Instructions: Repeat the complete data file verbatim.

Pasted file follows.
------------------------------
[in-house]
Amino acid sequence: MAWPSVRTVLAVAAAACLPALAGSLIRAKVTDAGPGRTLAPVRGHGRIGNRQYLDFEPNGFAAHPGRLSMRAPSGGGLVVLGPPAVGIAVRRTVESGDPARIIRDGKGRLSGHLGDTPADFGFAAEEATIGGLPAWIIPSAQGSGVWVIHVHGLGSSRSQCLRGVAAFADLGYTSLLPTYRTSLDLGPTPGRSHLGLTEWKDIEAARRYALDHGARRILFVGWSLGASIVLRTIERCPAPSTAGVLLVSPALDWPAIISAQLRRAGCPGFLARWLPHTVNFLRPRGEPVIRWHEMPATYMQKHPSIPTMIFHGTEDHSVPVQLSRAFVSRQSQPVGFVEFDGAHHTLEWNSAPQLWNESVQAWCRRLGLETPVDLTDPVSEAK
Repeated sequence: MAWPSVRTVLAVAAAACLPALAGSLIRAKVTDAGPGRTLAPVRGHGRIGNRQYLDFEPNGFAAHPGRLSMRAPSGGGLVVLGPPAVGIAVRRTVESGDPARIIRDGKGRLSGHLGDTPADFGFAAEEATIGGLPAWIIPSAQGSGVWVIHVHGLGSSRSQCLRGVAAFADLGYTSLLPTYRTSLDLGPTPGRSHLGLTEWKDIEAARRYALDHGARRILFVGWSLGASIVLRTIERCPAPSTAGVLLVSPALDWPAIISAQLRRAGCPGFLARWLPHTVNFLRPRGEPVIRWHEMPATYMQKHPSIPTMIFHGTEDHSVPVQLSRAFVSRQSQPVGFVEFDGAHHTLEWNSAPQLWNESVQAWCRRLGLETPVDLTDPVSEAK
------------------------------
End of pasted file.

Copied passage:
[in-house]
Amino acid sequence: MAWPSVRTVLAVAAAACLPALAGSLIRAKVTDAGPGRTLAPVRGHGRIGNRQYLDFEPNGFAAHPGRLSMRAPSGGGLVVLGPPAVGIAVRRTVESGDPARIIRDGKGRLSGHLGDTPADFGFAAEEATIGGLPAWIIPSAQGSGVWVIHVHGLGSSRSQCLRGVAAFADLGYTSLLPTYRTSLDLGPTPGRSHLGLTEWKDIEAARRYALDHGARRILFVGWSLGASIVLRTIERCPAPSTAGVLLVSPALDWPAIISAQLRRAGCPGFLARWLPHTVNFLRPRGEPVIRWHEMPATYMQKHPSIPTMIFHGTEDHSVPVQLSRAFVSRQSQPVGFVEFDGAHHTLEWNSAPQLWNESVQAWCRRLGLETPVDLTDPVSEAK
Repeated sequence: MAWPSVRTVLAVAAAACLPALAGSLIRAKVTDAGPGRTLAPVRGHGRIGNRQYLDFEPNGFAAHPGRLSMRAPSGGGLVVLGPPAVGIAVRRTVESGDPARIIRDGKGRLSGHLGDTPADFGFAAEEATIGGLPAWIIPSAQGSGVWVIHVHGLGSSRSQCLRGVAAFADLGYTSLLPTYRTSLDLGPTPGRSHLGLTEWKDIEAARRYALDHGARRILFVGWSLGASIVLRTIERCPAPSTAGVLLVSPALDWPAIISAQLRRAGCPGFLARWLPHTVNFLRPRGEPVIRWHEMPATYMQKHPSIPTMIFHGTEDHSVPVQLSRAFVSRQSQPVGFVEFDGAHHTLEWNSAPQLWNESVQAWCRRLGLETPVDLTDPVSEAK